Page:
Nine teams to break ice in new league

The Scarborough Hockey Association may be caught up in the final games before playoffs, but its players and parents are more concerned with where they will play next year.

Last month, The Observer reported a few SHA teams might be forced to merge with the Greater Toronto Hockey League.

After issuing a newsletter, it is official.

Next season nine Scarborough teams will find themselves trying out for the GTHL in April.

“You’re looking at about 150 kids [affected],” said Ed Wahl, who takes over as SHA president next season.

Wahl said that the change was bound to happen.

“We’ve been draining the system for the last 10 years,” Wahl said. We have virtually no hockey players left.”

Since the 1970s, enrolment has dropped from over 10,000 to under 1,000. Much of the problem has to do with the changing demographic in Scarborough. According to a 2006 survey, 57 per cent of Scarborough residents were foreign born. Wahl said first- and second-generation immigrants are more engaged with sports from their ancestry than with Canadian hockey.

“Everyone keeps saying that new Canadians will play,” Wahl said. “They will once they grow up and have their own kids, and they’ve grown up with the game.”

In addition to sending teams from the community-based SHA to the much broader Greater Toronto system, the SHA has created a minor development (MD) league to continue facilitating competitive hockey. The MD league is intended to house players who are looking for competition, but are not yet ready financially, or skill-wise, to play in the GTHL’s “A” Division.

“It’s basically a bridge from house league to competitive,” Wahl said. “They will get their two games a week, they will have their contact hockey. The only thing they do lose is tryouts.”

Instead of tryouts, the MD league will host preseason skates in September. Wahl said that assigning individuals to teams, similar to house league, will ensure that the league is competitive. In recent years, each division has had a team that struggled to win a single game during the regular season.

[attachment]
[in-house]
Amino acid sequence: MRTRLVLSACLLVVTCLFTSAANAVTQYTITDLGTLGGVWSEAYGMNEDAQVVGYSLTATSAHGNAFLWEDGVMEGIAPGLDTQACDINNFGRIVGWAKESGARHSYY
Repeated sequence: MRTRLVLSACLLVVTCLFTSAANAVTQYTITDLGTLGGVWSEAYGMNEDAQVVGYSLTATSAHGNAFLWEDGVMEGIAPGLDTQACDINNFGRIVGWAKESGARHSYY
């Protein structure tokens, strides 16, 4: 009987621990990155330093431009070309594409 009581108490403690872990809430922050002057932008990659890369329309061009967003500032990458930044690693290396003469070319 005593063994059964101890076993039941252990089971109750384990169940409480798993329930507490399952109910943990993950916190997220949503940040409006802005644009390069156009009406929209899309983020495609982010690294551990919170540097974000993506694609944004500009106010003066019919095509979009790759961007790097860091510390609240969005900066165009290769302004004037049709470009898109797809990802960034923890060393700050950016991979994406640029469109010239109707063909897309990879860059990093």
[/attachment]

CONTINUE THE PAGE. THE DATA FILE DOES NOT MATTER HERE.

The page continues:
“You want kids coming to the game not knowing if they are going to win or lose,” Wahl said.

Players are not the only ones being shifted around. Coaches too will be forced to adapt to the changing structure.

“Our hopes are that all the coaches that are being displaced, the majority of them will step up and want to help in the MD program,” Wahl said.

“I may be old fashioned, but my thoughts are that it shouldn’t really matter who you’re coaching, it should be to help kids in general,” he added.

Wahl said that despite closing down its most competitive league, the SHA would not be folding entirely.

“We’re hoping we can make this grow into something that the SHA used to be, and that was a viable option [compared with] the ‘A’ Division in the GTHL,” Wahl said. “We’re not closing our doors, we’re trying to reinvent ourselves under the circumstances.”

Costs to play in the SHA are roughly $900, as compared to Scarborough teams moving to the GTHL, where costs will be about $1,200.

The SHA was created in 1956.